Low Inventory Will Triumph Over Inflation, Global Uncertainty
By Sue Hawkes | Special to Banker & Tradesman
Boston sustained a trademark bull condominium market in 2021. This dramatic uptick in activity was a powerful microcosm of the overarching housing trends that swept the nation. Sellers were eager to capitalize on historically high prices and sold to an army of buyers seeking the advantage of low interest rates and driven by pent-up demand. Nowhere was this more evident than at the high end of the market.
In 2020, the pandemic discouraged urban living among empty nester buyers, a demographic of paramount importance to the luxury market. However, as the value of their homes rose, the city came back to life and they became more disillusioned with “suburban living,” they made the leap to move into the urban core. This cohort provided the basis for the extraordinary jump in absorption of luxury sales, over 17 percent year over year.
Also contributing to the sales at the high-end was the influx of urban dwellers trading up; affluent, young, high-income earners new to the city and the return of the “parent investor,” purchasing for their children.
But – with 2021 statistics such as an 11 percent increase in prices for the luxury market and a 30 percent increase in sales over 2 million – 2022 has big shoes to fill.
Notwithstanding that challenge, the truth is 2022 is poised to repeat another banner year, albeit slightly cool in comparison. Interest rates are gradually inching up, affecting the affordability of the product and the events on the world stage could produce a lack of consumer confidence, resulting in cautious discretionary decisions. However, the overarching driver will still be a lack of supply.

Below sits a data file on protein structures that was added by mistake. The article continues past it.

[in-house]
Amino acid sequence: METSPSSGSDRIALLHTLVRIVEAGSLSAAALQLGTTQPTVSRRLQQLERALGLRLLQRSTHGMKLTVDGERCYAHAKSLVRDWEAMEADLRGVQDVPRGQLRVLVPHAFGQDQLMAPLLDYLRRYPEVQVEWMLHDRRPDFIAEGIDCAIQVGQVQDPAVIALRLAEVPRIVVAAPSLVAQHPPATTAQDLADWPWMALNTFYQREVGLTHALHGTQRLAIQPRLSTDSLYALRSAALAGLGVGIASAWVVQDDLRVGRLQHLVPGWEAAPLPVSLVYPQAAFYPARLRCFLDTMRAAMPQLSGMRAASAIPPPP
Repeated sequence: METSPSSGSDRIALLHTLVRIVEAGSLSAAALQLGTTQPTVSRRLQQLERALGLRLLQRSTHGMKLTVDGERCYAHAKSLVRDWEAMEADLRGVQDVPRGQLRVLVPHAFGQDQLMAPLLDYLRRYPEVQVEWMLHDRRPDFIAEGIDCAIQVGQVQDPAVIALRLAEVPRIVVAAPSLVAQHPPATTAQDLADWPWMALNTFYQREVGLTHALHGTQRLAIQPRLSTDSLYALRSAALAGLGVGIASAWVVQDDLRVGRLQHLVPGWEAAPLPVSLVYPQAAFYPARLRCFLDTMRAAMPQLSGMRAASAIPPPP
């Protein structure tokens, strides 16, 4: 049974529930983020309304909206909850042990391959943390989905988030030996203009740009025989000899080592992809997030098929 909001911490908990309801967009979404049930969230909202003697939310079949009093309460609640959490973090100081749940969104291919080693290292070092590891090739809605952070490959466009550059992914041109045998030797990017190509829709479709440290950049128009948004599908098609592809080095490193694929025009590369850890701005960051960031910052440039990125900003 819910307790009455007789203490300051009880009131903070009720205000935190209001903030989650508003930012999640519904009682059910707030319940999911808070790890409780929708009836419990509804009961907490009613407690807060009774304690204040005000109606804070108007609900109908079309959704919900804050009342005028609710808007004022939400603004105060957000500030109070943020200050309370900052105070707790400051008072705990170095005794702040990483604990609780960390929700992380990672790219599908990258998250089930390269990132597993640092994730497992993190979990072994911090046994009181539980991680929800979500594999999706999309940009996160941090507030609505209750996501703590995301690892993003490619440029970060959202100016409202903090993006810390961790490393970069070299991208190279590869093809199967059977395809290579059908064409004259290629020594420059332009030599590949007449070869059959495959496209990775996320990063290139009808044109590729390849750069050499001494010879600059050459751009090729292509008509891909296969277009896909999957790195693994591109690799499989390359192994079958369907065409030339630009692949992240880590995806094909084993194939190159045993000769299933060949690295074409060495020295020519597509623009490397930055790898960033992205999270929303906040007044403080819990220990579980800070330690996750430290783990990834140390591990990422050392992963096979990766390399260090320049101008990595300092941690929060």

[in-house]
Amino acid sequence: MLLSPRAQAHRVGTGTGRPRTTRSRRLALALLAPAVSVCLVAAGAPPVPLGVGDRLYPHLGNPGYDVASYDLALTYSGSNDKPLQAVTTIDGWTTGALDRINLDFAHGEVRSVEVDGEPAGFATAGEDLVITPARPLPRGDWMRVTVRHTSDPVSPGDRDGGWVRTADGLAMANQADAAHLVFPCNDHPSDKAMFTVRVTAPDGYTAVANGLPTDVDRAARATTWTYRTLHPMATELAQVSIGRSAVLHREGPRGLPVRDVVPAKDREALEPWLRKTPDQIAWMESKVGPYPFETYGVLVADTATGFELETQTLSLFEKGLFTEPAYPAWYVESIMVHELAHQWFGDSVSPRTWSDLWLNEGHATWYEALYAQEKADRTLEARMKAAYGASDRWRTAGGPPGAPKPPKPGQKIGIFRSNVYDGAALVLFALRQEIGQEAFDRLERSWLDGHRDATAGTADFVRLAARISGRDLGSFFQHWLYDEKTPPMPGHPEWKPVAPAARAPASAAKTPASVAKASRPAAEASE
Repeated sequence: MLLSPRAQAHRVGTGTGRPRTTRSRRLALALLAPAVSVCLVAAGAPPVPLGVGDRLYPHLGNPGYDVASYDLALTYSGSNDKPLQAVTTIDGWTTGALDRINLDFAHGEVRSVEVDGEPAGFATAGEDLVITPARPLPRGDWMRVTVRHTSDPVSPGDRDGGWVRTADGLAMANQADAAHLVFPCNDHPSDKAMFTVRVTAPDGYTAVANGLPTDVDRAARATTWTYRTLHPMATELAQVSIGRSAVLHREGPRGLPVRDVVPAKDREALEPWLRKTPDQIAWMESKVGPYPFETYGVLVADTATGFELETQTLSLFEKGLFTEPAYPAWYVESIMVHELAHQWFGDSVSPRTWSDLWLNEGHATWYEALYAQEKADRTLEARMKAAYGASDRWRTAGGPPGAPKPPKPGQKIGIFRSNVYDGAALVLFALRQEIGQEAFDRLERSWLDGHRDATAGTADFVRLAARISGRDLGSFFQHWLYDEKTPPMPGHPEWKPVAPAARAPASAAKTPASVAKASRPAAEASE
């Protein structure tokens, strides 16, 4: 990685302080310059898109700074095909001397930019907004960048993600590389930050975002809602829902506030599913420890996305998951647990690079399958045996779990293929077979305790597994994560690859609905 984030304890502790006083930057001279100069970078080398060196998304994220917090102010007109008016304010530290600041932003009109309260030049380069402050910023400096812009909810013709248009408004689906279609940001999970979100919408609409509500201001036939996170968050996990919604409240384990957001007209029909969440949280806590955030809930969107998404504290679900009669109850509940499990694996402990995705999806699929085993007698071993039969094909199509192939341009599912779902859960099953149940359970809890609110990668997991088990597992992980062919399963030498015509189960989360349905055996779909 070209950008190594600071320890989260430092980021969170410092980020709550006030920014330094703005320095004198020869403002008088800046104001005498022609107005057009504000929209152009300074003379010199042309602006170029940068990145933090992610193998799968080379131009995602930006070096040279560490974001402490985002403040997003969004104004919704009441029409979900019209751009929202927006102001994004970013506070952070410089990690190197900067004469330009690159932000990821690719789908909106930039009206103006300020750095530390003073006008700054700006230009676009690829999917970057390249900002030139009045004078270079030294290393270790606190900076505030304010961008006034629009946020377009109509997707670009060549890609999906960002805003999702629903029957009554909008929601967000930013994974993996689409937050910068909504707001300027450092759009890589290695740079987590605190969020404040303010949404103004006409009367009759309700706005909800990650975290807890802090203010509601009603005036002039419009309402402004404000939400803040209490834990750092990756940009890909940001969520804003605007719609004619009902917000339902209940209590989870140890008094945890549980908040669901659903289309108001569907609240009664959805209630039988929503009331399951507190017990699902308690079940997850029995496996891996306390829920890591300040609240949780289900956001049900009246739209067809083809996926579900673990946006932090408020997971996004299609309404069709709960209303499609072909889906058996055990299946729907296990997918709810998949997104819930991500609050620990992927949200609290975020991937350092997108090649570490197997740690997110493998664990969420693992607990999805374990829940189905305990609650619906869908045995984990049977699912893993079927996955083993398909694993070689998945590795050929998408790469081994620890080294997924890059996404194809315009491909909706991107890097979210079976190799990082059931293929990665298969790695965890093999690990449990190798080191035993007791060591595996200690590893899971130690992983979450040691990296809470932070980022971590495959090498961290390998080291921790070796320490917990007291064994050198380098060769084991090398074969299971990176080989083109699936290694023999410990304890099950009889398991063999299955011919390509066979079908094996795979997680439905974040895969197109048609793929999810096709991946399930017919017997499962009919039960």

Demand Far from Filled
Boston is experiencing an historical lack of housing, at all price levels. There were over 4,600 closings in 2021 and 440 of those were over 2 million, up 30 percent from the previous year. To clarify, Boston’s generally accepted definition of “luxury housing” consists of full-service, highly amenitized buildings with prices exceeding $1,500 per square foot. With that number quickly surpassing over $2,000 per foot, these units tend to exist in primarily newer, high-rise product.
Consider that there are approximately 175 unsold, new luxury units available that can close this year, 100 unsold available to close in 2023 and 500 under construction to close after 2023. Resales will add approximately 30 percent to these numbers. With an absorption at over 400 units per year, that total provides barely than half of the inventory Boston will need over the next three to four years.
The challenges of entitlement in this city are becoming more onerous. The threat of a luxury resale tax, expanded affordable housing requirements and overwhelming construction costs will force developers to reconsider creating housing in Boston. These impediments and resultant lack of supply will continue to drive up the value of the inventory we have, resulting in even higher price escalation.
With Boston’s robust economy leading the way, our position on the world stage is significant and noteworthy. High-paying jobs and employers continue to follow the brain trust and sources of human capital. We are fortunate to be the recipients of all that good will. As the city continues to enjoy its renaissance, the equity-rich buyers will choose to move here, stay here and trade up to newer buildings, with expansive amenities and hotel-level service – all “luxury” appointments.
Boston is poised to experience another good year, supported by price appreciation, in a tightly supplied market, continued in-migration of high-earning residents and an escalating economy.
Sue Hawkes is the managing director of The Collaborative Cos.